Dover is the busiest passenger port in Europe, and it handles 17 percent of the U.K.'s cargo trade thanks to a steady stream of ro/ro tractor trailers, up to 10,000 of them every day. This high volume depends upon the vehicles' ability to depart by road as quickly as they arrive — and that would end abruptly if a hard "Brexit" requires the imposition of customs paperwork and inspections.
Tim Waggott, the port's CEO, warns that customs could lead to severe delays like those that the port's customers experienced two years ago. "The combination of the strike action and migrant activity in France in 2015 . . . saw operations stacking in place for an unprecedented 30-plus days. We will see that every day of the year in perpetuity if we don't get this situation sorted," he told the BBC. "We already overflow our regular ferry terminal two to three times a week because we're so busy already, and we'd end up with really difficult situations on the road network."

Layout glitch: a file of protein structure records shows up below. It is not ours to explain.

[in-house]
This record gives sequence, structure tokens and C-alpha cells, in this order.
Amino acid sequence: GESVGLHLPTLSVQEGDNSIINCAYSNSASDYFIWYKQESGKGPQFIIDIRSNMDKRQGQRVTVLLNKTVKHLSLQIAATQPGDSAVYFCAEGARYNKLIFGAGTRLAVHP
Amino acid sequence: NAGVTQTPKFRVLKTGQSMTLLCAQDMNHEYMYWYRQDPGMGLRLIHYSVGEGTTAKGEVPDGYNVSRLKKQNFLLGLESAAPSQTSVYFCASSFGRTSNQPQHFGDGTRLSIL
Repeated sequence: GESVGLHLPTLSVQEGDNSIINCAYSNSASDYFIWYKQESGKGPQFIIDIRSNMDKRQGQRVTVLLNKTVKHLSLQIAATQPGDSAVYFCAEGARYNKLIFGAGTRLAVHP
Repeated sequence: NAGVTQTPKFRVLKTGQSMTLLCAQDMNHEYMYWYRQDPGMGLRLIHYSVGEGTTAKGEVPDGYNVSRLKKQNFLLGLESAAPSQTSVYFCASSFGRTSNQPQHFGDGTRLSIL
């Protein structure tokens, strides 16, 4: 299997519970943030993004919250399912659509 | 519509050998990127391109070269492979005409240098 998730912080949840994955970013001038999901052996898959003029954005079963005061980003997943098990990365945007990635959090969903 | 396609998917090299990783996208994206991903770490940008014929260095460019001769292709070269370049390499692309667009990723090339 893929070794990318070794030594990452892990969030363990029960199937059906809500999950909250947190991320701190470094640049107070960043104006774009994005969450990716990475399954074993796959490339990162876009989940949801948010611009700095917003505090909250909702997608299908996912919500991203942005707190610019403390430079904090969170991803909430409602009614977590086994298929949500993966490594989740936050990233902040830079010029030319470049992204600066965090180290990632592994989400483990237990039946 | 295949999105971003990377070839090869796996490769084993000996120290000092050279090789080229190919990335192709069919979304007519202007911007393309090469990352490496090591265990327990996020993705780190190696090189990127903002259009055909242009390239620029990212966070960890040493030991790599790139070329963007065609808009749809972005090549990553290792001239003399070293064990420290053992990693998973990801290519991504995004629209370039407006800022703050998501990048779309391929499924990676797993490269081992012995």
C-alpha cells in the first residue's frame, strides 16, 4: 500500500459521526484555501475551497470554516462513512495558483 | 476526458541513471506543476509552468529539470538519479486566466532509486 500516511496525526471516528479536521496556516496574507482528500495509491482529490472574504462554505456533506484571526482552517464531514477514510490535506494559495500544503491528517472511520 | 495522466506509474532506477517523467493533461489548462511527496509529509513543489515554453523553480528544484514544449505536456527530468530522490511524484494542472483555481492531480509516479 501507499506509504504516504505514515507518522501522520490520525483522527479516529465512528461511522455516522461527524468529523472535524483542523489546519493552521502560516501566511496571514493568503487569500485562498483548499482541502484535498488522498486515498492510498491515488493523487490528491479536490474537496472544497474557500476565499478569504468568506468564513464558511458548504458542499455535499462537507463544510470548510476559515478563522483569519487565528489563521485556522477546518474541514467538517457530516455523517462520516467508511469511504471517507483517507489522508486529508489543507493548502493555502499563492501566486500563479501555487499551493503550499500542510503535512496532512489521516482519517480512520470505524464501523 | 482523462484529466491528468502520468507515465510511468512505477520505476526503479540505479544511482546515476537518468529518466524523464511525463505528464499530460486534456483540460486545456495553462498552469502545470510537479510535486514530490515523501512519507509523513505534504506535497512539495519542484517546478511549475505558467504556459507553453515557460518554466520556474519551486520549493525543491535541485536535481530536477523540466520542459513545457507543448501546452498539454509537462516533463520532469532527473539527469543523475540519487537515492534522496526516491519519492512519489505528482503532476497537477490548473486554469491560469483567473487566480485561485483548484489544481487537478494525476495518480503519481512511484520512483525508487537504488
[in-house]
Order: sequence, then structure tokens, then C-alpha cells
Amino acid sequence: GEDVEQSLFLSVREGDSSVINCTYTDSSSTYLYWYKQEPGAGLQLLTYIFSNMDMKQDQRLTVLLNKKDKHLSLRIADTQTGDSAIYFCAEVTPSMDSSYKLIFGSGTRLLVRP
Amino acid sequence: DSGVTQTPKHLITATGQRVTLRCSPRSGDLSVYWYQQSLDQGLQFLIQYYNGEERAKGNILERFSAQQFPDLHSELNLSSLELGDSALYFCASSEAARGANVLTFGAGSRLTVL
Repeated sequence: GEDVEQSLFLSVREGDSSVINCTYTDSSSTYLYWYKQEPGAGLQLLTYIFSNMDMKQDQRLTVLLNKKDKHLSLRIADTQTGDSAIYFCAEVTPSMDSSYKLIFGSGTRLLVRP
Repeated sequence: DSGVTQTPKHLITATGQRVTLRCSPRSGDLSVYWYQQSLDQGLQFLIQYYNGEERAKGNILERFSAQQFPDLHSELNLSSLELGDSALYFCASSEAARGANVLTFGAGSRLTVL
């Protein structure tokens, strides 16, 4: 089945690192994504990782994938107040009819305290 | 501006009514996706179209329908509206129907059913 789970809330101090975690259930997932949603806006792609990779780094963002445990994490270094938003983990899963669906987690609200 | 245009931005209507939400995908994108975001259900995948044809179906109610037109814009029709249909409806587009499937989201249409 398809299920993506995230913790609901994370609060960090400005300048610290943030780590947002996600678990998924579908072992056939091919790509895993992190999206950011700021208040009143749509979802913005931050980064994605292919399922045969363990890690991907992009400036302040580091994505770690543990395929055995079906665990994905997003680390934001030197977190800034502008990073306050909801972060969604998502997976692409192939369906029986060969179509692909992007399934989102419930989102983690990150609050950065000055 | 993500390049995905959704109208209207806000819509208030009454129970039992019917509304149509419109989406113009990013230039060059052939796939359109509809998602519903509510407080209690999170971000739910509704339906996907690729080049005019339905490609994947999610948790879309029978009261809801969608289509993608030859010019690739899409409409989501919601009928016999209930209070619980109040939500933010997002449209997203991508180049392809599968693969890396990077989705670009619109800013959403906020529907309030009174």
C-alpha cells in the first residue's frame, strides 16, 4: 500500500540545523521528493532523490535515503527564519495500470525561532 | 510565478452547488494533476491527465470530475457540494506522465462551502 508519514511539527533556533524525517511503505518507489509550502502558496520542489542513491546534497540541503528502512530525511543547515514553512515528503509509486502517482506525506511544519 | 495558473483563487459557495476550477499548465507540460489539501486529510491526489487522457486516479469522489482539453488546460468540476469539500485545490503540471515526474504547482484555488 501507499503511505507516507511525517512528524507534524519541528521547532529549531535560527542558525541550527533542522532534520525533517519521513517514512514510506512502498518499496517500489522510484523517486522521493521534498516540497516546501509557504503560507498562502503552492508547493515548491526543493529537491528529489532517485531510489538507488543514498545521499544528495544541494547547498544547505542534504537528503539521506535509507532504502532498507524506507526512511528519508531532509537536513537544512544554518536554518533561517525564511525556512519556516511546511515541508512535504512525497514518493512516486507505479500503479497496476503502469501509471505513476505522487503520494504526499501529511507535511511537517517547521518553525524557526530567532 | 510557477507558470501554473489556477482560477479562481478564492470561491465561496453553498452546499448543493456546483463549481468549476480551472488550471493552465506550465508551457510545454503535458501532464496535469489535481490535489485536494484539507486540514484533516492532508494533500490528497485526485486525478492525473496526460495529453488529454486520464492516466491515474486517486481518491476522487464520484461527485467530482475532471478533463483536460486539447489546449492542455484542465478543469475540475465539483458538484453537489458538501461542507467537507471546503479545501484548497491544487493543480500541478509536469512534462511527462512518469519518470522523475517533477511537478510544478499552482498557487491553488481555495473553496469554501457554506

Waggott is not the only person who is concerned; commercial and government stakeholders say that delays could be a serious problem. “We need to avoid checks at port terminals. They are configured for arrive and drive, not wait and queue,” said James Hookham of the U.K.'s Freight Transport Association, speaking to Politico. The EU's lead negotiator on Brexit, Michel Barnier, recently used delays at the Port of Dover as an example of what could happen if Britain and the European Union can't reach a trade deal. "Severe disruption to air transport and long queues at the Channel Port of Dover are just some of the many examples of the negative consequences of failing to reach a deal," he warned.
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